The three-floor renovation leveraged the existing open office space while transforming all of the shared areas into highly experiential amenity-rich zones and hybrid-focused meeting spaces. They dedicated a full floor to client and employee services, including a customer experience center, a full-service barista bar and café, and a genius bar. As a sustainable and economic approach, built space, millwork, and furniture were reused throughout the project and blended seamlessly with the space enhancements.

A man sitting at a desk in a room with a woman standing.
Confidential tech company, Toronto. Photo by @Ben Rahn/A-Frame, courtesy of Gensler.

The newly designed office incorporates the findings from our Canadian Workplace Survey 2022, and serves as a center of attraction for their workforce.

Key finding #1: Effective workplaces successfully support individual and virtual work alongside collaborative work.

The success of any workplace lies in its ability to promote an environment that supports both individual and collaborative work. To do this, it is essential to create a flexible infrastructure that allows workers to freely transition between solo projects and team efforts.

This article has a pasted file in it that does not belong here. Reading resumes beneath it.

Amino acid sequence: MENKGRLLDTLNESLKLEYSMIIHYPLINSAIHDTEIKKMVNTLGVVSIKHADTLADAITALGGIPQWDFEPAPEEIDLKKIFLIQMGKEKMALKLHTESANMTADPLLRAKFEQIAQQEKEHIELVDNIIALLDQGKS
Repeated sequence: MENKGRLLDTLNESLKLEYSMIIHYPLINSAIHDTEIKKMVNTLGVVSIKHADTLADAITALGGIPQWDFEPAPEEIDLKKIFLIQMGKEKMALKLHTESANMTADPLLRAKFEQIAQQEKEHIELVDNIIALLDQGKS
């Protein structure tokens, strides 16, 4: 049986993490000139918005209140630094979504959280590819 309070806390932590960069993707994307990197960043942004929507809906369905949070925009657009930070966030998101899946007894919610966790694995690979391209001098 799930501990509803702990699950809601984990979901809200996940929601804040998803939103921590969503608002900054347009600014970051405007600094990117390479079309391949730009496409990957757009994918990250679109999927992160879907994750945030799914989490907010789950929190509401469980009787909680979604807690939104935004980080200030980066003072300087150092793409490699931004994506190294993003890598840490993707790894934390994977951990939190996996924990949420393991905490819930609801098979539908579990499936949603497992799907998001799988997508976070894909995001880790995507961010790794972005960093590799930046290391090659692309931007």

Graphical user interface.

Additionally, organizations must ensure they have the right technology and resources available to meet whatever demands people have when working virtually or together. When these crucial components are in place, businesses can experience greater innovation, productivity, and creativity. By fostering an environment that enables a strong balance between individual effort and collaboration, companies can ensure their workers are getting the best of both worlds.

A person sitting at a table looking at a large screen.
Confidential tech company, Toronto. Photo by @Ben Rahn/A-Frame, courtesy of Gensler.

Key finding #2: The quality of workplace experience is a key driver in influencing employees’ decisions to work in the office.

Workers in high-performing workplaces are increasingly taking advantage of their offices as spaces for increased focus and productivity. Whether it's proofing important documents, sending critical emails, or simply achieving deep concentration, employees value the benefits of physical workspaces over virtual ones.

Chart, treemap chart.

Making sure that employees have access to the right mix of environments is paramount – and in many cases that means a physical office space where workers can come together to collaborate and thrive.

A person sitting in a chair in a room with shelves and books.
Confidential tech company, Toronto. Photo by @Ben Rahn/A-Frame, courtesy of Gensler.